The odor control on this shirt is a lot better than most other synthetic shirts out there and the thinnest Capilene shirt gives you an incredible 50+UPF rating to block out the UV rays from the sun. The merino wool shirt prices are comparable to Ibex and Icebreaker shirts, running around $80-$100 retail and $60 on sale. The Capilene shirts will give you a much different price range, from $35-$120 depending on the thickness you’re looking for. You can get a really good deal on most of the Capilene categories on sale at around $40-$60.
1. Ibex Woolies
My aunt recently told me about a fantastic store in Ogden, Utah on 30th street. It’s called Alpine Sports and they carry these base layers along with knowledgeable staff that really do their homework on the gear they carry.
When I was searching for higher-grade gloves to buy that could hold up for a couple years, I was also trying to keep an eye out for some really good base layers that would last more than a year. The lady that helped me raved about the Ibex brand and it’s natural wicking properties.
Wicking moisture is a phenomenon where materials actually push water through their fibers away from your skin, keeping you dry. With wool, it’s technically not wicking the moisture away. It absorbs a large amount of it (up to 35 percent of it’s weight) and evaporates it.
This helps with heat retention. Ibex is made from merino wool shorn from sheep in New Zealand, as is most high-grade merino wool products. The reason New Zealand merino wool is so prized is because the sheep in New Zealand encounter incredible extremes of weather all year round.
This naturally conditions the wool to have antimicrobial properties (it doesn’t retain smells and kills bacteria), naturally wicks moisture away from your body by absorbing water and evaporating it, and the fibers are so thin that it doesn’t irritate your skin, giving it an incredibly soft feel on your skin. It also has natural sun protection abilities that are equivalent to 30SPF.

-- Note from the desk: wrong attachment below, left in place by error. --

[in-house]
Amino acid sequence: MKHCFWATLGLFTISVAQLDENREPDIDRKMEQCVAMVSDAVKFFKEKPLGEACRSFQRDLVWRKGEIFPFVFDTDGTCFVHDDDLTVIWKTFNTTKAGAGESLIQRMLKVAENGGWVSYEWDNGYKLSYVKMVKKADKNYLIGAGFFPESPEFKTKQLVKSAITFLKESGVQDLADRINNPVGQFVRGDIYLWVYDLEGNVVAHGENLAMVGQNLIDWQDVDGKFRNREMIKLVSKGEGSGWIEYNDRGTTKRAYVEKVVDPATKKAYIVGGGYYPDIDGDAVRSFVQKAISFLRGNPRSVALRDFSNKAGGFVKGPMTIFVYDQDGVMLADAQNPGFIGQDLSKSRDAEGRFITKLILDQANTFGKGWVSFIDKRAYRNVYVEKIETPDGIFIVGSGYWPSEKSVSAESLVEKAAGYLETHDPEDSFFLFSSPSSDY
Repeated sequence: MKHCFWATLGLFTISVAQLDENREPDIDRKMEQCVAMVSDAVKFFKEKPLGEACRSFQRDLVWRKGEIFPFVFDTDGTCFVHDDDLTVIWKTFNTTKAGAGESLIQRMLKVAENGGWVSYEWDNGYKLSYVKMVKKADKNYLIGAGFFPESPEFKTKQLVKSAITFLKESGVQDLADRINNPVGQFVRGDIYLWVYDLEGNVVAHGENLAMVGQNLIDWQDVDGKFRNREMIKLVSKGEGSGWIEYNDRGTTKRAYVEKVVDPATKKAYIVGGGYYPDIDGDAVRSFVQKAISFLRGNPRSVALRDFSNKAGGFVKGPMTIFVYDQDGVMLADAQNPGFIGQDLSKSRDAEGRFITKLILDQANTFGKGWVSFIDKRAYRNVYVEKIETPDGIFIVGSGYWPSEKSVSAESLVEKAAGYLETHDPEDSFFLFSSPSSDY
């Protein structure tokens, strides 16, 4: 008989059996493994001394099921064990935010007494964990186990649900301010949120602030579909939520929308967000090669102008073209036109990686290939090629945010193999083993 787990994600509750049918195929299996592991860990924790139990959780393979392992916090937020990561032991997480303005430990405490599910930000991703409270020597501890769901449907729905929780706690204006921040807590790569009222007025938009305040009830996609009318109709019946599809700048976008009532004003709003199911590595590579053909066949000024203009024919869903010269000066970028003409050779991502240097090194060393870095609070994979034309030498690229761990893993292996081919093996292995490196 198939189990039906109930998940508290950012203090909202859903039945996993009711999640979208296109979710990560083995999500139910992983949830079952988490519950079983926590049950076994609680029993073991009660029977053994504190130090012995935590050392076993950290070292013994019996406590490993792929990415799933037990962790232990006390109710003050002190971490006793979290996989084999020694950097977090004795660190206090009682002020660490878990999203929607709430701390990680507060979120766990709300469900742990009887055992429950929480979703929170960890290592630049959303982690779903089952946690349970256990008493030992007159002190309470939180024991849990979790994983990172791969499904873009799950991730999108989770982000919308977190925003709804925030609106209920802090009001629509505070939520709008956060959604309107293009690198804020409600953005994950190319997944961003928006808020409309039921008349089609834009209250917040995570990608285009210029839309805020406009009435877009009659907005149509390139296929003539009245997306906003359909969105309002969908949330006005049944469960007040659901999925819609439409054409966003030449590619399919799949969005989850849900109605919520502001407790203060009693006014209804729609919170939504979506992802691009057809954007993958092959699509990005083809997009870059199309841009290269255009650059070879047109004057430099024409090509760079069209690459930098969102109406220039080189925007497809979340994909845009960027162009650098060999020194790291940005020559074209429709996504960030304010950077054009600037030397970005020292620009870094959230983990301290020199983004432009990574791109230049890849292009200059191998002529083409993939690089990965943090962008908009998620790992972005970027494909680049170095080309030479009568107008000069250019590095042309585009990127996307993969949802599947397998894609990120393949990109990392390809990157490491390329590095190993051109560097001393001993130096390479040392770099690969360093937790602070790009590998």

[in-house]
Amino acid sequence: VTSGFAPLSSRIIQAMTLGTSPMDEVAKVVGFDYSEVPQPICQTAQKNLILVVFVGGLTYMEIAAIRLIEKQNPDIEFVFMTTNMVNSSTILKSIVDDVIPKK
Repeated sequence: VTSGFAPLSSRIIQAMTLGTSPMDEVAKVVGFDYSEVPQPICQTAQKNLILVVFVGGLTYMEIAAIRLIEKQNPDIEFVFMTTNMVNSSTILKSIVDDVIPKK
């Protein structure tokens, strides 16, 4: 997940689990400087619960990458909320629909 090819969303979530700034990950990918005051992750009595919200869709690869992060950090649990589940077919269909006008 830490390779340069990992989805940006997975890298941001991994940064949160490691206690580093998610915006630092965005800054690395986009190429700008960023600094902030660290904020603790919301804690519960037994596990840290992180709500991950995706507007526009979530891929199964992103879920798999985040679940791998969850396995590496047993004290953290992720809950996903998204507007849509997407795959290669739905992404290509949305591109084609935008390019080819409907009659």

The difference with Ibex clothing is that they only buy Zque Certified wool, which ensures that every single piece that they sell is sustainable in every aspect of the environment and is 100 percent biodegradable, fire-retardant, and naturally regulates the temperature on your body. It does this by retaining heat and discharging it with water vapor if it’s hot or converting it back to your body.
It’s one of the only natural fibers on earth that stays warm even if it’s wet. Because the wool is as sustainable as this, it takes quite a while to make after the wool is shorn from the animal. On average, it takes 9-12 months to make a garment from start to finish. With that being said, Ibex is also one of the more expensive brands you can get for your money.
You can usually get them for 30-40 percent off if you’re willing to wait for them to go on sale with the new year’s stock coming in. I buy my base layers from them at this time for pretty cheap, comparatively speaking. The full price of a base layer short sleeve shirt is usually around $75-$85 but I usually wait until they drop below $55 to even consider it. I own some glove liners that are Ibex, as well. These are nice when you’re driving or need an extra layer on when you have to take your gloves off for something.
5. Buy Under Armour if you’re looking for some really solid work out clothes or some cheaper base layers. Remember, they won’t hold up to stench very well but you get what you pay for, I guess.
4. Buy Icebreaker if you want high-grade merino wool products and you don’t mind the price. If you can find a good sale price on them, it’s a definite steal.
3. Buy the Outdoor Research base layers if you want a good balance of synthetic fibers to keep you dry in wet conditions for a reasonable price. Probably the best bargain for your buck and an amazing synthetic shirt.
2. Buy Patagonia’s Capilene brand if you are looking for a high quality synthetic layer that will last longer than most other synthetics. They give you the most variety of thicknesses and fabrics to choose from. Not my absolute favorite synthetic shirt but the variety and design of the shirt makes it a better choice for most.
1. Buy Ibex if you want one of the best merino wool products on the market. The attention to detail with the seams for backpacking is fantastic. Also, it feels much more natural on your skin than any synthetic product. The price is as competitive as the other companies mentioned and if you can get it on sale, it’s my top choice for any base layer you’re looking for.
Here’s a few companies that I check regularly for good deals on most of my gear, including base layers. I can usually find hugely discounted items on sale if I’m vigilant on checking the clearance section on a weekly basis. My favorite company on this list is Sierra Trading Post, as I shop on their website extensively.
If you want me to review a type of gear you think I know a lot about, post in the comments below. I’ll be in the Brooks Range in a few weeks, which I’m excited about. I’ll be hiking a lot if I can find people to go with so I’ll be having plenty of fun trying out new gear. I hope this helped in your search!